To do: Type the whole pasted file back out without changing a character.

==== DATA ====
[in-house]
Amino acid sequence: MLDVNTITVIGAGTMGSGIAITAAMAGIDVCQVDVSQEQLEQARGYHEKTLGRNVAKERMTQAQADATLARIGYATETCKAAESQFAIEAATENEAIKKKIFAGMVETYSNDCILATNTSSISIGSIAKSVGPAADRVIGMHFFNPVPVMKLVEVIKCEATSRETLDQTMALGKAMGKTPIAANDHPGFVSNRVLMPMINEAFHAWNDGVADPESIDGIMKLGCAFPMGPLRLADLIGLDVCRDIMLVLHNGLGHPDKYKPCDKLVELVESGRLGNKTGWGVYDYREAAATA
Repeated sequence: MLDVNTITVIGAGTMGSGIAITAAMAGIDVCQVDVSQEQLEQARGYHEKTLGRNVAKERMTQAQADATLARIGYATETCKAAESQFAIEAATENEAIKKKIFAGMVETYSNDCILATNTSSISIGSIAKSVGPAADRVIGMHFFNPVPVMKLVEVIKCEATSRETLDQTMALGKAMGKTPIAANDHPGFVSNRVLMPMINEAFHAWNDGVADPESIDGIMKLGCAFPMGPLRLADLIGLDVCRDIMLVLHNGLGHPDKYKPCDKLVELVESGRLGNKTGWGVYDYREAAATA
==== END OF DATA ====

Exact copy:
[in-house]
Amino acid sequence: MLDVNTITVIGAGTMGSGIAITAAMAGIDVCQVDVSQEQLEQARGYHEKTLGRNVAKERMTQAQADATLARIGYATETCKAAESQFAIEAATENEAIKKKIFAGMVETYSNDCILATNTSSISIGSIAKSVGPAADRVIGMHFFNPVPVMKLVEVIKCEATSRETLDQTMALGKAMGKTPIAANDHPGFVSNRVLMPMINEAFHAWNDGVADPESIDGIMKLGCAFPMGPLRLADLIGLDVCRDIMLVLHNGLGHPDKYKPCDKLVELVESGRLGNKTGWGVYDYREAAATA
Repeated sequence: MLDVNTITVIGAGTMGSGIAITAAMAGIDVCQVDVSQEQLEQARGYHEKTLGRNVAKERMTQAQADATLARIGYATETCKAAESQFAIEAATENEAIKKKIFAGMVETYSNDCILATNTSSISIGSIAKSVGPAADRVIGMHFFNPVPVMKLVEVIKCEATSRETLDQTMALGKAMGKTPIAANDHPGFVSNRVLMPMINEAFHAWNDGVADPESIDGIMKLGCAFPMGPLRLADLIGLDVCRDIMLVLHNGLGHPDKYKPCDKLVELVESGRLGNKTGWGVYDYREAAATA